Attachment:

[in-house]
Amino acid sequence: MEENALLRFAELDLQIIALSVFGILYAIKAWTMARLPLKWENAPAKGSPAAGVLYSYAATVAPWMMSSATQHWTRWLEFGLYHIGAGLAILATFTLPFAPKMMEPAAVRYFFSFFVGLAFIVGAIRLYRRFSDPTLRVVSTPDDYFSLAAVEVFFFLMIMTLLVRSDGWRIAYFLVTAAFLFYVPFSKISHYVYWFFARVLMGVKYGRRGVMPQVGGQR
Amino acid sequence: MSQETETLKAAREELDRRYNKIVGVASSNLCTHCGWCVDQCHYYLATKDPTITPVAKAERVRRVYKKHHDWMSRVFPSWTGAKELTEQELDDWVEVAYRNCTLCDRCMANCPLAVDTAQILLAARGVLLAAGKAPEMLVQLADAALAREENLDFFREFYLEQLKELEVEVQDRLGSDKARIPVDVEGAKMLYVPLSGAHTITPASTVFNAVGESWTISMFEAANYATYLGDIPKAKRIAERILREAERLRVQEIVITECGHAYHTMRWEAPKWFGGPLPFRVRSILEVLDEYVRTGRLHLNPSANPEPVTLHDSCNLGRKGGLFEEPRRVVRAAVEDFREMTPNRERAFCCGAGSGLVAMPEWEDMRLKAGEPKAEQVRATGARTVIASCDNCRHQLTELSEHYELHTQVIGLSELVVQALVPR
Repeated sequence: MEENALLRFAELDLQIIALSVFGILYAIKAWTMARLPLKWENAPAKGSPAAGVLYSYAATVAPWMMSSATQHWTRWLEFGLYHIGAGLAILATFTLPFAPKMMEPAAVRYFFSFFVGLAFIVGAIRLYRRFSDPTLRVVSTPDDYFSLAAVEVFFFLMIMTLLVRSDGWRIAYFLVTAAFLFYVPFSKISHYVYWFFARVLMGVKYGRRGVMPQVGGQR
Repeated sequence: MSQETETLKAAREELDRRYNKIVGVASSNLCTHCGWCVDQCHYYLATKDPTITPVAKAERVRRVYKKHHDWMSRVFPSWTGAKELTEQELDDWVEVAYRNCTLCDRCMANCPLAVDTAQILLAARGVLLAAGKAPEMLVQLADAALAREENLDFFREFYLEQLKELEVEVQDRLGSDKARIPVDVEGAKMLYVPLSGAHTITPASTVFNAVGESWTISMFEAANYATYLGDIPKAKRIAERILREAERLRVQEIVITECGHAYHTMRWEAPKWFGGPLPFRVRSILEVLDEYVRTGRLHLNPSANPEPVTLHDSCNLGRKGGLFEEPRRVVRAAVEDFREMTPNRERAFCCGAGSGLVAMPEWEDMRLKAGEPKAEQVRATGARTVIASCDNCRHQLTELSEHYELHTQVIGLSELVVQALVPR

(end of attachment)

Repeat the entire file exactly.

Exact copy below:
[in-house]
Amino acid sequence: MEENALLRFAELDLQIIALSVFGILYAIKAWTMARLPLKWENAPAKGSPAAGVLYSYAATVAPWMMSSATQHWTRWLEFGLYHIGAGLAILATFTLPFAPKMMEPAAVRYFFSFFVGLAFIVGAIRLYRRFSDPTLRVVSTPDDYFSLAAVEVFFFLMIMTLLVRSDGWRIAYFLVTAAFLFYVPFSKISHYVYWFFARVLMGVKYGRRGVMPQVGGQR
Amino acid sequence: MSQETETLKAAREELDRRYNKIVGVASSNLCTHCGWCVDQCHYYLATKDPTITPVAKAERVRRVYKKHHDWMSRVFPSWTGAKELTEQELDDWVEVAYRNCTLCDRCMANCPLAVDTAQILLAARGVLLAAGKAPEMLVQLADAALAREENLDFFREFYLEQLKELEVEVQDRLGSDKARIPVDVEGAKMLYVPLSGAHTITPASTVFNAVGESWTISMFEAANYATYLGDIPKAKRIAERILREAERLRVQEIVITECGHAYHTMRWEAPKWFGGPLPFRVRSILEVLDEYVRTGRLHLNPSANPEPVTLHDSCNLGRKGGLFEEPRRVVRAAVEDFREMTPNRERAFCCGAGSGLVAMPEWEDMRLKAGEPKAEQVRATGARTVIASCDNCRHQLTELSEHYELHTQVIGLSELVVQALVPR
Repeated sequence: MEENALLRFAELDLQIIALSVFGILYAIKAWTMARLPLKWENAPAKGSPAAGVLYSYAATVAPWMMSSATQHWTRWLEFGLYHIGAGLAILATFTLPFAPKMMEPAAVRYFFSFFVGLAFIVGAIRLYRRFSDPTLRVVSTPDDYFSLAAVEVFFFLMIMTLLVRSDGWRIAYFLVTAAFLFYVPFSKISHYVYWFFARVLMGVKYGRRGVMPQVGGQR
Repeated sequence: MSQETETLKAAREELDRRYNKIVGVASSNLCTHCGWCVDQCHYYLATKDPTITPVAKAERVRRVYKKHHDWMSRVFPSWTGAKELTEQELDDWVEVAYRNCTLCDRCMANCPLAVDTAQILLAARGVLLAAGKAPEMLVQLADAALAREENLDFFREFYLEQLKELEVEVQDRLGSDKARIPVDVEGAKMLYVPLSGAHTITPASTVFNAVGESWTISMFEAANYATYLGDIPKAKRIAERILREAERLRVQEIVITECGHAYHTMRWEAPKWFGGPLPFRVRSILEVLDEYVRTGRLHLNPSANPEPVTLHDSCNLGRKGGLFEEPRRVVRAAVEDFREMTPNRERAFCCGAGSGLVAMPEWEDMRLKAGEPKAEQVRATGARTVIASCDNCRHQLTELSEHYELHTQVIGLSELVVQALVPR